Evaporation: Wine maturation

Appears in

Oxford Companion to Wine

Oxford Companion to Wine

By Jancis Robinson

Published 2006

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Evaporation also causes a loss of liquid stored in tight wooden containers, such as wine undergoing barrel maturation. water, the principal component in wines, diffuses through small pores of oak, eventually reaching the outer surface of the stave, where it evaporates into the atmosphere. alcohol also diffuses through the stave, but at a rate considerably slower than that of water.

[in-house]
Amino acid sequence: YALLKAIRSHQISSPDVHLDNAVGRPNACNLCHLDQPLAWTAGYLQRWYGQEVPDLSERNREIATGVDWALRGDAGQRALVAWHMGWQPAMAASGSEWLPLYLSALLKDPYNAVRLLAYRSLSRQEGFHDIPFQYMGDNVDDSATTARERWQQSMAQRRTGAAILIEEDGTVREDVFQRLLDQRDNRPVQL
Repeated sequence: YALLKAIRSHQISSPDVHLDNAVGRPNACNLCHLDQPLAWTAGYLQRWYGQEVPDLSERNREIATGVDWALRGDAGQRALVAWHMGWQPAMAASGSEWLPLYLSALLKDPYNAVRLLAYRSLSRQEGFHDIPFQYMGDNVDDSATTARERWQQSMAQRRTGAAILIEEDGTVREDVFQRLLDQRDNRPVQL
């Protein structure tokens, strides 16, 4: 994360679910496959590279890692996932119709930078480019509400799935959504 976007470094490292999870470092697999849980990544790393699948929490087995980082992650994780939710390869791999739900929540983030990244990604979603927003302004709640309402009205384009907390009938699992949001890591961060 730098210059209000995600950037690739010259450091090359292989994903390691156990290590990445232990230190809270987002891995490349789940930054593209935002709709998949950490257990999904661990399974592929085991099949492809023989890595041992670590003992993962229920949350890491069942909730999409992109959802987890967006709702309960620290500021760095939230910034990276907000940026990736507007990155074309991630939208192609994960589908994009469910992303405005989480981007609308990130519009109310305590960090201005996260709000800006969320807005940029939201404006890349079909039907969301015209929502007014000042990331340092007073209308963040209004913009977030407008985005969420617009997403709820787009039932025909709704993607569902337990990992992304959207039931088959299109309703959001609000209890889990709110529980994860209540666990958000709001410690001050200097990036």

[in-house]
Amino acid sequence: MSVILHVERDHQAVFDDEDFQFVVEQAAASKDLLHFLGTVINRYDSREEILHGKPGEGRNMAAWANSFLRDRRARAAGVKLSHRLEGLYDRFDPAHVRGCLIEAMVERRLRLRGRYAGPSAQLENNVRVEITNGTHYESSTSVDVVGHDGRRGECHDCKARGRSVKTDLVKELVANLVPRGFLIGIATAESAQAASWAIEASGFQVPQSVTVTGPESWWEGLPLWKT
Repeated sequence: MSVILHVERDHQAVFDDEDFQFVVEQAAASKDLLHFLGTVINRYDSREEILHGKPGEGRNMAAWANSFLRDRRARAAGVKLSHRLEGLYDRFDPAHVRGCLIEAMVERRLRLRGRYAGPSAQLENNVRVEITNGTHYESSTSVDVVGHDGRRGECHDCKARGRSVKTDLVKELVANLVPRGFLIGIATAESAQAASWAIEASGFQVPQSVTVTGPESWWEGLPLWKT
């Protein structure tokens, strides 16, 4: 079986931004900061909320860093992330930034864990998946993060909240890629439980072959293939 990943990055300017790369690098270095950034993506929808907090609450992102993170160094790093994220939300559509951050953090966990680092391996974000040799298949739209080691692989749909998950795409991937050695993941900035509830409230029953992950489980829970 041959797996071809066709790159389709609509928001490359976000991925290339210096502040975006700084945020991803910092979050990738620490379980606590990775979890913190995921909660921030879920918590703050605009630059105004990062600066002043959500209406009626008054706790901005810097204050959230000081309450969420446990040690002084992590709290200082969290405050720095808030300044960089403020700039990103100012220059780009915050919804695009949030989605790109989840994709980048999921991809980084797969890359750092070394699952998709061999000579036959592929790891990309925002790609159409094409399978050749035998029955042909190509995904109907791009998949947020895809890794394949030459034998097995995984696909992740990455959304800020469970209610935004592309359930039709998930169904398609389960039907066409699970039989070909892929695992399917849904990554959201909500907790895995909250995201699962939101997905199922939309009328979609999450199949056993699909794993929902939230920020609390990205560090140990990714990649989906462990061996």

The atmosphere in contact with the barrel stave contains many molecules of water vapour (more when humidity is high, fewer in dry conditions) but relatively few molecules of alcohol. This diffusion–evaporation process means there exists a concentration gradient of water across the barrel stave which is determined by the relative humidity. Accordingly, high humidity slows the net transfer of water from the barrel interior to the atmosphere. Whilst the rate of alcohol transfer is not affected by high humidity, alcohol loss is enhanced relative to the decreased water loss. To summarize, wine subjected to barrel maturation in a high-humidity storage cellar will decrease in alcoholic strength whereas that stored in a dry cellar will increase.